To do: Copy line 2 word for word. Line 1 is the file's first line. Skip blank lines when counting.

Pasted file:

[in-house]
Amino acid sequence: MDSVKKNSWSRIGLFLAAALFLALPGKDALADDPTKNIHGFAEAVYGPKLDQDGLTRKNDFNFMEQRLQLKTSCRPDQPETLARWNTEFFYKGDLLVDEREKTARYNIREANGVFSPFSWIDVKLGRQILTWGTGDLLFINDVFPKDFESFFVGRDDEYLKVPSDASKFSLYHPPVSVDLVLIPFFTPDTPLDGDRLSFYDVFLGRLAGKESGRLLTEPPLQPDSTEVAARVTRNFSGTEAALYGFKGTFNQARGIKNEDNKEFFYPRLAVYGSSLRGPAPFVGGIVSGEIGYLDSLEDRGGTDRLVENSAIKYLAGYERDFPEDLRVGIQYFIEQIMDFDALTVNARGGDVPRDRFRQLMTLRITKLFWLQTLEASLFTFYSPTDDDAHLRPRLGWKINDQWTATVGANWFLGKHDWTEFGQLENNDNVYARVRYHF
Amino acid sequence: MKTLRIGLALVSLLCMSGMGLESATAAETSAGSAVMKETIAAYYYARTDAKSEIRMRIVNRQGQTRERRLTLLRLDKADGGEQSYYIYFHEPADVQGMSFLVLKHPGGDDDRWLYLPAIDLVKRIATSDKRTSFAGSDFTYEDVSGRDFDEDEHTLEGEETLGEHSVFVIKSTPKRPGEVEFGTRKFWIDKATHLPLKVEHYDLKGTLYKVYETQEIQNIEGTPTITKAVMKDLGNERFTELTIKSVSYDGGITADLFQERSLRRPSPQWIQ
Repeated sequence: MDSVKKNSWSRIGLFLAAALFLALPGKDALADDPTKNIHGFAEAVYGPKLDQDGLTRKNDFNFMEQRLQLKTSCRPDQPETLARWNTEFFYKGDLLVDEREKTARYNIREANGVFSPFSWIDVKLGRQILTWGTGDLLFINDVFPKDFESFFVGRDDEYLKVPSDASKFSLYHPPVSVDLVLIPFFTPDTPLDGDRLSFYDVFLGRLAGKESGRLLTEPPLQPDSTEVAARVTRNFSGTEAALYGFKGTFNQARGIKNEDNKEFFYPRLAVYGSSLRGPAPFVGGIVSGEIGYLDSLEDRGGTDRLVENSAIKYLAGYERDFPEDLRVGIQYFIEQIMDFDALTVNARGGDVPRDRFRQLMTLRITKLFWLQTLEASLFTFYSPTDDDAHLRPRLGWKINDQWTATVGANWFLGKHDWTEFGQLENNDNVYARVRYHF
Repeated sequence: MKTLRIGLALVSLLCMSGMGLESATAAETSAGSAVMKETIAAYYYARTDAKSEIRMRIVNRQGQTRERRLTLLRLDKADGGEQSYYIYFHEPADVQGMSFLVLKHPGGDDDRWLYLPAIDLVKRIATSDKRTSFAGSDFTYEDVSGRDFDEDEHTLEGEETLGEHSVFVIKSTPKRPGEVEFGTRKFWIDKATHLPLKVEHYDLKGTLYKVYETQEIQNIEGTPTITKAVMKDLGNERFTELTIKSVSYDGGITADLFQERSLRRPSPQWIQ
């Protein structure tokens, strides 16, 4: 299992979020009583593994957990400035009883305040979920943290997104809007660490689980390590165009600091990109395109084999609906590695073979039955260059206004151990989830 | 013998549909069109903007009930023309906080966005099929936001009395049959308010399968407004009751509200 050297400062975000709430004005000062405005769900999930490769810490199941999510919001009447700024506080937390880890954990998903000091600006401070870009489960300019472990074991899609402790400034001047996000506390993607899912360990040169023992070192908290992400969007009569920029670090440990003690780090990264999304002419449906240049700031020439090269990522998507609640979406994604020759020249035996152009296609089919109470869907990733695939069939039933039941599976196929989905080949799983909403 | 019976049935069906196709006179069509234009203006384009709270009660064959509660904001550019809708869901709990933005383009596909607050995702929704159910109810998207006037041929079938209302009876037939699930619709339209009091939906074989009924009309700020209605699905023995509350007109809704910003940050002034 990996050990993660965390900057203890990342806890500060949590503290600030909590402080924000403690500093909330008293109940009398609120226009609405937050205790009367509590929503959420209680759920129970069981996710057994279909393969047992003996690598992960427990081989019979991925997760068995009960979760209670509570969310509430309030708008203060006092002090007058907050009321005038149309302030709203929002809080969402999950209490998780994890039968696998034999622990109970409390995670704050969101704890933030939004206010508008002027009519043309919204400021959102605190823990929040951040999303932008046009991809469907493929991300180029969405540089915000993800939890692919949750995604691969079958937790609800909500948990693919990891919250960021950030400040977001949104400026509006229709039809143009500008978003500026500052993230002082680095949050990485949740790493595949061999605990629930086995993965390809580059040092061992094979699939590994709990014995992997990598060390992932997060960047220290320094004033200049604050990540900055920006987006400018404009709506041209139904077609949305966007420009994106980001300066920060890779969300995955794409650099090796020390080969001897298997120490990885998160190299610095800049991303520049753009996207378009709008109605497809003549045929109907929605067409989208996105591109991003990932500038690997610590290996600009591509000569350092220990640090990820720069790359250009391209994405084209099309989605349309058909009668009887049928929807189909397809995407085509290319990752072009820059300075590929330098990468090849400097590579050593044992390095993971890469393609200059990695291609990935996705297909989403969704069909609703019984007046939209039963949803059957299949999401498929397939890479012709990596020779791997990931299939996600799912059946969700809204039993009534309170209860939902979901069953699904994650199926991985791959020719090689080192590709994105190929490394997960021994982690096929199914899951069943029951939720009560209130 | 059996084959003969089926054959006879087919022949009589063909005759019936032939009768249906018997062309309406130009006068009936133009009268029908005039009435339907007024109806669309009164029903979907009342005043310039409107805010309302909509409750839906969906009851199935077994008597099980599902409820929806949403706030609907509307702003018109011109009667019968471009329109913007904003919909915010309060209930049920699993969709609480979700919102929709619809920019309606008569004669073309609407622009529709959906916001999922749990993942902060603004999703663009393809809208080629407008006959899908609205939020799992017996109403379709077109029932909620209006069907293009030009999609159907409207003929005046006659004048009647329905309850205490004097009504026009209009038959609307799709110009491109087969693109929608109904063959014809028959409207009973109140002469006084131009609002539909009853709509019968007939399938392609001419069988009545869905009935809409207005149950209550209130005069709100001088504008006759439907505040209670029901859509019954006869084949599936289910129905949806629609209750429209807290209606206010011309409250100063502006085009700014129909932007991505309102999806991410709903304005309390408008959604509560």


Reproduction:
Amino acid sequence: MDSVKKNSWSRIGLFLAAALFLALPGKDALADDPTKNIHGFAEAVYGPKLDQDGLTRKNDFNFMEQRLQLKTSCRPDQPETLARWNTEFFYKGDLLVDEREKTARYNIREANGVFSPFSWIDVKLGRQILTWGTGDLLFINDVFPKDFESFFVGRDDEYLKVPSDASKFSLYHPPVSVDLVLIPFFTPDTPLDGDRLSFYDVFLGRLAGKESGRLLTEPPLQPDSTEVAARVTRNFSGTEAALYGFKGTFNQARGIKNEDNKEFFYPRLAVYGSSLRGPAPFVGGIVSGEIGYLDSLEDRGGTDRLVENSAIKYLAGYERDFPEDLRVGIQYFIEQIMDFDALTVNARGGDVPRDRFRQLMTLRITKLFWLQTLEASLFTFYSPTDDDAHLRPRLGWKINDQWTATVGANWFLGKHDWTEFGQLENNDNVYARVRYHF